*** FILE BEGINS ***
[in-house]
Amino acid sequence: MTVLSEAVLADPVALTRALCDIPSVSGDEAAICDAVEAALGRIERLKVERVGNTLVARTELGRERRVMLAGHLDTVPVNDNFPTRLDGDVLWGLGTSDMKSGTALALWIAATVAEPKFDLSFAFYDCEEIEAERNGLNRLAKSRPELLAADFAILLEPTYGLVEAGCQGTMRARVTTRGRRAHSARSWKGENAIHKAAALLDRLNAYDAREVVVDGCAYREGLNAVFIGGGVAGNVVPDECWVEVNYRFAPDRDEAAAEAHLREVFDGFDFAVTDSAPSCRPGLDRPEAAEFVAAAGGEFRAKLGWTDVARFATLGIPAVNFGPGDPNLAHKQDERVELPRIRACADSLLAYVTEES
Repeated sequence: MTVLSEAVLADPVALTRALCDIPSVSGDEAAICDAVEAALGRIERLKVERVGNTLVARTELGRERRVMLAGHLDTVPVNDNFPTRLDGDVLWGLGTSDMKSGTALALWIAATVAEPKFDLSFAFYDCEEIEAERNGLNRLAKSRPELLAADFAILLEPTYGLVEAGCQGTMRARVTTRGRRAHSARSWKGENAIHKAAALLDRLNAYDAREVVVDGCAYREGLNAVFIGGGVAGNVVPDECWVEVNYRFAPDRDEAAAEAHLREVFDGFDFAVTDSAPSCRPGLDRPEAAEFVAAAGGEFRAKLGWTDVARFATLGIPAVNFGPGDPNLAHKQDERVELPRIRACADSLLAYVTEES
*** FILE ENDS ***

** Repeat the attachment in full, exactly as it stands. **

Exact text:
[in-house]
Amino acid sequence: MTVLSEAVLADPVALTRALCDIPSVSGDEAAICDAVEAALGRIERLKVERVGNTLVARTELGRERRVMLAGHLDTVPVNDNFPTRLDGDVLWGLGTSDMKSGTALALWIAATVAEPKFDLSFAFYDCEEIEAERNGLNRLAKSRPELLAADFAILLEPTYGLVEAGCQGTMRARVTTRGRRAHSARSWKGENAIHKAAALLDRLNAYDAREVVVDGCAYREGLNAVFIGGGVAGNVVPDECWVEVNYRFAPDRDEAAAEAHLREVFDGFDFAVTDSAPSCRPGLDRPEAAEFVAAAGGEFRAKLGWTDVARFATLGIPAVNFGPGDPNLAHKQDERVELPRIRACADSLLAYVTEES
Repeated sequence: MTVLSEAVLADPVALTRALCDIPSVSGDEAAICDAVEAALGRIERLKVERVGNTLVARTELGRERRVMLAGHLDTVPVNDNFPTRLDGDVLWGLGTSDMKSGTALALWIAATVAEPKFDLSFAFYDCEEIEAERNGLNRLAKSRPELLAADFAILLEPTYGLVEAGCQGTMRARVTTRGRRAHSARSWKGENAIHKAAALLDRLNAYDAREVVVDGCAYREGLNAVFIGGGVAGNVVPDECWVEVNYRFAPDRDEAAAEAHLREVFDGFDFAVTDSAPSCRPGLDRPEAAEFVAAAGGEFRAKLGWTDVARFATLGIPAVNFGPGDPNLAHKQDERVELPRIRACADSLLAYVTEES